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Interesting comments by all

Interesting comments by all the officials. It gives insights into their thinking.

Just My Opinion
5584
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Just My Opinion 04/23/10 - 04:42 am
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You're right

You're right River...especially the last comment by Strength concerning being sued "for anything". Hope that's not the overriding reason his guys aren't carrying the Taser.

veggie-d
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veggie-d 04/23/10 - 07:29 am
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as for the excuse of

as for the excuse of expense...losing an officer or someone else to a violent attacker who has been sprayed w/pepper spray is the HIGHEST price one can pay...and to the lame "might get sued" comment...i'd rather be tried by twelve than carried by six...

lifelongresidient
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lifelongresidient 04/23/10 - 07:32 am
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i wish the deputies would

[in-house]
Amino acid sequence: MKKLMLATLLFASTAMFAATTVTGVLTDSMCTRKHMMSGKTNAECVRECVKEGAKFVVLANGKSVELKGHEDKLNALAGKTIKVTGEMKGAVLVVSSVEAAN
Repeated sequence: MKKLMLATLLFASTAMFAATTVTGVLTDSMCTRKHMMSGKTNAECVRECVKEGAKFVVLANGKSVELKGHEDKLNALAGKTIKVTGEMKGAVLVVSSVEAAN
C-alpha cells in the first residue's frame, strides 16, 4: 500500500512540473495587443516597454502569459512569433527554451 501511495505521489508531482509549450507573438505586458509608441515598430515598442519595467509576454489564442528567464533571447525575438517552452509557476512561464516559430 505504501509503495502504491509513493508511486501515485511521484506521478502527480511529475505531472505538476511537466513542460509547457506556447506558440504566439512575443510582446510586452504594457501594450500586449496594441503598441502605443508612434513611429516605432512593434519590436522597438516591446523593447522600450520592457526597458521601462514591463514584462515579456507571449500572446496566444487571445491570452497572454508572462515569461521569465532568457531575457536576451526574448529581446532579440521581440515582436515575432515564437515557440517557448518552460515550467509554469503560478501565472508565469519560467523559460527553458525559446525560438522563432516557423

i wish the deputies would have shot'em and been done with...how many funeral for fallen officers in the line of duty will have to be witness before sheriff ron "we don't have a gang problem" strength decides to outfit our deputies with the latest protection/non-lethal devices...but what you here from "our sheriff" is the typical political answer given by a typical politician who has a "disconnect" with what is actually going on in the streets.

truthsetmfree
94
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truthsetmfree 04/23/10 - 08:56 am
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out dated thinking by the

out dated thinking by the Sheriff's administration keeps Richmond County deputies tazerless...............even pudunk Blythe uses them........

ArmedandLegal
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ArmedandLegal 04/23/10 - 10:34 am
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No stun guns in my home, but

No stun guns in my home, but there is most certainly something else waiting for home invaders. Its a shame that as a general rule of thumb private citzens have more rights to use weapons against bad guys than police due. Which is a shame. Did you know if someone is breaking into your home you have no legal duty to retreat? But cops have to go over a mental checklist in the flash of a second before they can deploy their weapons and risk a lawsuit. ugh

AugustaVoter
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AugustaVoter 04/23/10 - 12:07 pm